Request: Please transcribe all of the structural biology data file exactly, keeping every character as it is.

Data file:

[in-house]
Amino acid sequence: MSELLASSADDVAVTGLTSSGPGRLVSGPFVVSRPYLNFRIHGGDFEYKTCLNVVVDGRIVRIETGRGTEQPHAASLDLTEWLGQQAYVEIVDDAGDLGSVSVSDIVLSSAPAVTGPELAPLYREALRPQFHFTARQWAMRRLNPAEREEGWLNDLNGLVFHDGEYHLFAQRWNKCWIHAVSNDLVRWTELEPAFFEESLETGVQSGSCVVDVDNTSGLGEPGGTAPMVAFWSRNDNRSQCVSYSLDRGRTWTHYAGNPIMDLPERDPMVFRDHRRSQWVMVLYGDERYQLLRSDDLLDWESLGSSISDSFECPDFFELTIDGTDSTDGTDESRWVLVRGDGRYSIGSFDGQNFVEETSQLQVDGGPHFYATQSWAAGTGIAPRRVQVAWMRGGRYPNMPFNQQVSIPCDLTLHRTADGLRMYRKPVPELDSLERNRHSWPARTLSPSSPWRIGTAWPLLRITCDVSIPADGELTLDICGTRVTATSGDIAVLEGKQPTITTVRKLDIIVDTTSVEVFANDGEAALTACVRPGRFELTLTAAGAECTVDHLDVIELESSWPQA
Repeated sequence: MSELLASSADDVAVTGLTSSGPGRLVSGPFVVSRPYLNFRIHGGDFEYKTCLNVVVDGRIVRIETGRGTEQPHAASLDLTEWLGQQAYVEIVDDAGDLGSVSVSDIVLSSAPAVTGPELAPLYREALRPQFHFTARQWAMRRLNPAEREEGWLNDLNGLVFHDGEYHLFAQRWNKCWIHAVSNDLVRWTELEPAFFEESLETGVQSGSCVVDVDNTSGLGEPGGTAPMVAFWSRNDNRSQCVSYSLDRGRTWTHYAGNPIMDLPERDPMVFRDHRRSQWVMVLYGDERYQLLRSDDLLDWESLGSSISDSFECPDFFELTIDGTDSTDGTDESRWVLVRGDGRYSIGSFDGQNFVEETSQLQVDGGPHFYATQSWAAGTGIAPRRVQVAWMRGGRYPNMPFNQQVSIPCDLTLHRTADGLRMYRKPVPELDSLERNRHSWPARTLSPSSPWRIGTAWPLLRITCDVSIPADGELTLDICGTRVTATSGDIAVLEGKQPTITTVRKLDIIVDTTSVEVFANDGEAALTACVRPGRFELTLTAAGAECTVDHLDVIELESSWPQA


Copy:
[in-house]
Amino acid sequence: MSELLASSADDVAVTGLTSSGPGRLVSGPFVVSRPYLNFRIHGGDFEYKTCLNVVVDGRIVRIETGRGTEQPHAASLDLTEWLGQQAYVEIVDDAGDLGSVSVSDIVLSSAPAVTGPELAPLYREALRPQFHFTARQWAMRRLNPAEREEGWLNDLNGLVFHDGEYHLFAQRWNKCWIHAVSNDLVRWTELEPAFFEESLETGVQSGSCVVDVDNTSGLGEPGGTAPMVAFWSRNDNRSQCVSYSLDRGRTWTHYAGNPIMDLPERDPMVFRDHRRSQWVMVLYGDERYQLLRSDDLLDWESLGSSISDSFECPDFFELTIDGTDSTDGTDESRWVLVRGDGRYSIGSFDGQNFVEETSQLQVDGGPHFYATQSWAAGTGIAPRRVQVAWMRGGRYPNMPFNQQVSIPCDLTLHRTADGLRMYRKPVPELDSLERNRHSWPARTLSPSSPWRIGTAWPLLRITCDVSIPADGELTLDICGTRVTATSGDIAVLEGKQPTITTVRKLDIIVDTTSVEVFANDGEAALTACVRPGRFELTLTAAGAECTVDHLDVIELESSWPQA
Repeated sequence: MSELLASSADDVAVTGLTSSGPGRLVSGPFVVSRPYLNFRIHGGDFEYKTCLNVVVDGRIVRIETGRGTEQPHAASLDLTEWLGQQAYVEIVDDAGDLGSVSVSDIVLSSAPAVTGPELAPLYREALRPQFHFTARQWAMRRLNPAEREEGWLNDLNGLVFHDGEYHLFAQRWNKCWIHAVSNDLVRWTELEPAFFEESLETGVQSGSCVVDVDNTSGLGEPGGTAPMVAFWSRNDNRSQCVSYSLDRGRTWTHYAGNPIMDLPERDPMVFRDHRRSQWVMVLYGDERYQLLRSDDLLDWESLGSSISDSFECPDFFELTIDGTDSTDGTDESRWVLVRGDGRYSIGSFDGQNFVEETSQLQVDGGPHFYATQSWAAGTGIAPRRVQVAWMRGGRYPNMPFNQQVSIPCDLTLHRTADGLRMYRKPVPELDSLERNRHSWPARTLSPSSPWRIGTAWPLLRITCDVSIPADGELTLDICGTRVTATSGDIAVLEGKQPTITTVRKLDIIVDTTSVEVFANDGEAALTACVRPGRFELTLTAAGAECTVDHLDVIELESSWPQA